Surname: Daniel

Captain Stewart, G. M. D. No. 655, Lagrange District

Captain Stewart, G. M. D. No. 655, Lagrange District Adams, Absalom Adams, James M. Allums, Britton Amoss, James Barnes, William Bays, John R. Bays, Moses Bays, Nathaniel Boman, Isham Boman, Larkin Boman, Levi Boman, Robert Boman, William Brooks, Isaac R. Brooks, John Brooks, William Burson, Isaac C. Butler, Whitaker Cardwell, William Collum, James Crawley, Bird Crawley, Turner Culberson, David H. Culberson, James H. Culberson, Jeremiah C. Curry, James Daniel, James L. Daniel, William B. Day, Stephen Dennis, Peter Dickson, Thomas Dunn, Barney Ethredge, Bryant Ethridge, Zachariah Funderburk, Washington Furgison, Burrell Gibson, Churchill Gibson, William Glenn, James Gresham, Davis E. Grizzle, Kinchen Guyse, Joel Harbuck, Henry, Sr. Harbuck, Henry, Jr. Harbuck, William Hendon, Henry T. Hicks, Jacob Hicks, Littleberry Hicks, Nathaniel Holmes, Benjamin Holt, William Hopson, William Horton, Jeremiah Jackson, Thomas Jenkins, John Jenkins, Robert Jennings, Robert M. Johnson, Lewis Johnson, Mordecai Jones, Willie Keeth, James M. Kilgore, Robert Kilgore, William Kirkland, John Kolb, Jonathan Latimer, Samuel M. Layton, Thomas S. Lewis, Henry. Lipham, John McCullars, Andrew McPost, Lindsey Mays, James Mays, Robert Meadows, Simeon Meadows, Vincent Miller, John C. Mobley, William Moran, Jesse Moran, William J. Morgan, Wilson Norman, Jeremiah Pace, Noel Patterson, James Patterson, John, Jr. Patterson, Thomas Patterson, William Peppin, Noah Phipps, Thomas Poe, Gilbert Poe, Jonathan Poe, Solomon Post, John B. Post, Samuel B. Powers, James G. Redding, John Reeves, James Rigsby, Allen Rigsby, Eli Rigsby,...

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Gleanings from English Records about New England Families

The classic work often cited by more contemporaneous authors on early New England families and the records of them found within the Principal Probate Registry, Somerset House, Strand, the Public Record Office, Fetter Lane, and the British Museum, Bloomsbury, while on a visit in London during the summer and fall of 1879.

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List of the Principal Pioneer Settlers in Norwich Vermont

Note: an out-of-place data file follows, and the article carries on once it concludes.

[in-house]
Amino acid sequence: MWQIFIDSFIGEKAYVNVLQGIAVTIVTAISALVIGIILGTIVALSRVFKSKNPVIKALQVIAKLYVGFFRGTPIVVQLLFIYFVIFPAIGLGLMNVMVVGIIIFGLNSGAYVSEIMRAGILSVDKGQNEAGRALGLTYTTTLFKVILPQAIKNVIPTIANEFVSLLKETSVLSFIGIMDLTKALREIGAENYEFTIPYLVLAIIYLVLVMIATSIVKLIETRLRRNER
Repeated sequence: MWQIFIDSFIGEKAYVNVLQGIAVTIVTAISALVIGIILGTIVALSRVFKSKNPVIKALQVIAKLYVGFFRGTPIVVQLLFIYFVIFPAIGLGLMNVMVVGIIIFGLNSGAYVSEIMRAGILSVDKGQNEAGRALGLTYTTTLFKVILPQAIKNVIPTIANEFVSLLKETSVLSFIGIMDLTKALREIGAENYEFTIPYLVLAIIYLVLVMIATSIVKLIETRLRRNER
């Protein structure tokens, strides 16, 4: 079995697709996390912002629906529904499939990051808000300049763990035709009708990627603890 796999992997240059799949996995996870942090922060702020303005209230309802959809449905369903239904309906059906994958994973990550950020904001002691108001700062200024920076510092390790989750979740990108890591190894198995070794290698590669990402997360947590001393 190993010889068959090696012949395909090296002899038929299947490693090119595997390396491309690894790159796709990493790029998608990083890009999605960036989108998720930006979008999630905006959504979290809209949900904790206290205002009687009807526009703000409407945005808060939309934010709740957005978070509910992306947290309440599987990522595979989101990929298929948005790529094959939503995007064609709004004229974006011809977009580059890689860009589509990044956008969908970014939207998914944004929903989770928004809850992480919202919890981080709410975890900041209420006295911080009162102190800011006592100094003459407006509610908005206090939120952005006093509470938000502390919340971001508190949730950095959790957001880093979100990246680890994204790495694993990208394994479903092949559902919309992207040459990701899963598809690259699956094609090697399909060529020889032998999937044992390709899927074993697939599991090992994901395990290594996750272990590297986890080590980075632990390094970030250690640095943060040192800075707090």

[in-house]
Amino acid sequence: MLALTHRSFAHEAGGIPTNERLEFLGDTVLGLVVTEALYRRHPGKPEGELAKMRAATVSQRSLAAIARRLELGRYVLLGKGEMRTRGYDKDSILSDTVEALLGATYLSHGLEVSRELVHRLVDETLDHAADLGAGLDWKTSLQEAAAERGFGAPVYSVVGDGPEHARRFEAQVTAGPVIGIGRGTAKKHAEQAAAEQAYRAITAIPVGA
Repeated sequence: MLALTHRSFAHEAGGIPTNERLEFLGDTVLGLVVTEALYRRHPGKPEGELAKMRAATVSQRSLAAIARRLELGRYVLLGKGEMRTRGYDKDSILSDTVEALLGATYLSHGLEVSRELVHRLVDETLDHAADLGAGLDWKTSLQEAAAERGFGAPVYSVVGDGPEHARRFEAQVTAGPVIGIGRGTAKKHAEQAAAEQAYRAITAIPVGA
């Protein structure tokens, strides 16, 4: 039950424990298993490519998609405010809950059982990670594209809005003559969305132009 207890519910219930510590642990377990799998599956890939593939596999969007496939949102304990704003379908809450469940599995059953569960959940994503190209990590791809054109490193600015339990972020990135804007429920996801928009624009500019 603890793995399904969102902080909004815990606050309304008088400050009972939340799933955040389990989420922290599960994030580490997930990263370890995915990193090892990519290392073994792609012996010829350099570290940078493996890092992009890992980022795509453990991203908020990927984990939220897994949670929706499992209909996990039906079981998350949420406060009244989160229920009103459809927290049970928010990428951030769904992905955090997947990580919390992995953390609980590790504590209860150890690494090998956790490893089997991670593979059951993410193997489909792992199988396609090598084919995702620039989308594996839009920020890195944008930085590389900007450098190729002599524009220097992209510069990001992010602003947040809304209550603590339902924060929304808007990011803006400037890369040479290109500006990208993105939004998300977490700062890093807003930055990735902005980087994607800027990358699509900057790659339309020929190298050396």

The counties of Cumberland and Gloucester had been organized by New York in 1766, out of the territory lying between the Green Mountains and Connecticut River. In the year 1771 a census of these counties was made under the authority of that province. All the towns in Windham and Windsor Counties, as now constituted, belonged to Cumberland County; the remaining portion of the state to the north-ward, then mostly unsettled, was called the county of Gloucester. 1In the first organization of eastern Vermont into counties by New York, Norwich belonged to Cumberland County. In March, 1772, a change of boundary was made which placed the town in Gloucester County. In the new division, which was thenceforth maintained, the north line of the county of Cumberland began at the southwest corner of Royalton, and ran thence on a course of South 60 degrees East to Connecticut River. By the census of 1771, the population of the two counties of Cumberland and Gloucester was returned as 4669, (Cumberland, 3947; Gloucester, 722). Norwich was found to contain 206 people distributed among forty families. In this enumeration the inhabitants were classified as to age and sex only. The number of males above sixteen years of age was found to be 66, the number of females 48. The number of males under sixteen was 53, the number of females 39. The number of children...

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Genealogy of the Cherokee Daniel Family

Instructions on how to interpret this information 11 Nannie Still   Marmaduke Daniel 1211 James Daniel. Mary Buffington. See Grant 11121384 2 Moses Daniel. Martha Tarrant 3 Catherine Daniel. Ellis Buffington. See Grant 111271374 4 Mary Daniel. Thomas Buffington and Lewis Blackburn   |A43 5 Walker Daniel* 6 John Ross Daniel. Martha Martin. See Grant 1112133445 7 Nannie Daniel 8 Jennie Daniel*  Hiram McCreary 9 Thomas Daniel* 114213 Susannah Buffington. Alfred Hudson 2 Joshua Buffington. Elizabeth Welch and Sabra Lynch. OK 3 Nannie Buffington*  Thomas Fox Taylor _______ 4 Elizabeth Blackburn. Alfred Scudder 5 Frances H. Blackburn. Madison Hudson and Samuel Weil 6 Mary Blackburn. Thomas Fox Taylor and George Harlan Starr* 7 Sarah G. Blackburn. Jackson Rogers                            | A42 8 Louisa Blackburn. Alfred Thompson and Henry Curtis Rogers 9 Cynthia Emily Blackburn. John S. Oliver 10 Martha Catherine Blackburn. William Pierce Nichols 11421314 Louisa C. Hudson*  Jacob Alberty 2 Joshua Thomas Buffington Hudson. Sarah Berry 11422314 Nannie Buffington. William West Alberty, James Blake and William  Levesque Wilder 2 William Wirt Buffington. Josephine Bell and Caroline Thompson nee McCord _______ OK 3 John Ross Buffington. Nancy Jane Bryan 4 Webster Buffington* 5 Eliza Buffington. Joseph George Washington Vann 6 Mary Jane Buffington. Robert Fletcher Wyly 11424314 Josephine Helen Scudder. Matthew Bell 2 Frances Henrietta Scudder. Thomas Allen Warwick. OK 3 Jacob McCarty Scudder* 4 Lewis Blackburn Scudder. Malinda Elmira Kelly 5...